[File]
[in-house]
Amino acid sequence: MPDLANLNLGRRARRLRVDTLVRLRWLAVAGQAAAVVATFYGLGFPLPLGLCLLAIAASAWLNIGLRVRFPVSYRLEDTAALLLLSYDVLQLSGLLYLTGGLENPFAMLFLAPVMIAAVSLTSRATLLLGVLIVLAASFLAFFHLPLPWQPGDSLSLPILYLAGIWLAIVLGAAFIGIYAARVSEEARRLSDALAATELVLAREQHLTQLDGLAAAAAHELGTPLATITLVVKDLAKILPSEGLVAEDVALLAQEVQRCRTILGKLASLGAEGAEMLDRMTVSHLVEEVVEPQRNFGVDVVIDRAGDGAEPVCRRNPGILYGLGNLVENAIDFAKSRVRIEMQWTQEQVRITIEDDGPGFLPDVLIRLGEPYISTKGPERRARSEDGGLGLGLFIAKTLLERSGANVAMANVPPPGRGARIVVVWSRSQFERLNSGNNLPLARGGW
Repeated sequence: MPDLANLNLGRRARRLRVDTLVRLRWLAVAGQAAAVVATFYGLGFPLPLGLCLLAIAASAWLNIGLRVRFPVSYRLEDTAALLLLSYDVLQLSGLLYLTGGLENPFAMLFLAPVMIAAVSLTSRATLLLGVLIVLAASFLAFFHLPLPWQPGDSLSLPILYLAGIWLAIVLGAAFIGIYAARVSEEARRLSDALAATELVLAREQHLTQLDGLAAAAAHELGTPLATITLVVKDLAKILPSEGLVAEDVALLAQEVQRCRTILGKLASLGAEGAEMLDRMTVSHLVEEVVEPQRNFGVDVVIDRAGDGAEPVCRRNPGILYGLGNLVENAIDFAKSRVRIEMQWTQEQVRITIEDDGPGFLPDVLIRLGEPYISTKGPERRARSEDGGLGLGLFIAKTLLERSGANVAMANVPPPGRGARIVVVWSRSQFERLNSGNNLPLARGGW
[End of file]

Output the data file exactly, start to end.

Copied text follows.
[in-house]
Amino acid sequence: MPDLANLNLGRRARRLRVDTLVRLRWLAVAGQAAAVVATFYGLGFPLPLGLCLLAIAASAWLNIGLRVRFPVSYRLEDTAALLLLSYDVLQLSGLLYLTGGLENPFAMLFLAPVMIAAVSLTSRATLLLGVLIVLAASFLAFFHLPLPWQPGDSLSLPILYLAGIWLAIVLGAAFIGIYAARVSEEARRLSDALAATELVLAREQHLTQLDGLAAAAAHELGTPLATITLVVKDLAKILPSEGLVAEDVALLAQEVQRCRTILGKLASLGAEGAEMLDRMTVSHLVEEVVEPQRNFGVDVVIDRAGDGAEPVCRRNPGILYGLGNLVENAIDFAKSRVRIEMQWTQEQVRITIEDDGPGFLPDVLIRLGEPYISTKGPERRARSEDGGLGLGLFIAKTLLERSGANVAMANVPPPGRGARIVVVWSRSQFERLNSGNNLPLARGGW
Repeated sequence: MPDLANLNLGRRARRLRVDTLVRLRWLAVAGQAAAVVATFYGLGFPLPLGLCLLAIAASAWLNIGLRVRFPVSYRLEDTAALLLLSYDVLQLSGLLYLTGGLENPFAMLFLAPVMIAAVSLTSRATLLLGVLIVLAASFLAFFHLPLPWQPGDSLSLPILYLAGIWLAIVLGAAFIGIYAARVSEEARRLSDALAATELVLAREQHLTQLDGLAAAAAHELGTPLATITLVVKDLAKILPSEGLVAEDVALLAQEVQRCRTILGKLASLGAEGAEMLDRMTVSHLVEEVVEPQRNFGVDVVIDRAGDGAEPVCRRNPGILYGLGNLVENAIDFAKSRVRIEMQWTQEQVRITIEDDGPGFLPDVLIRLGEPYISTKGPERRARSEDGGLGLGLFIAKTLLERSGANVAMANVPPPGRGARIVVVWSRSQFERLNSGNNLPLARGGW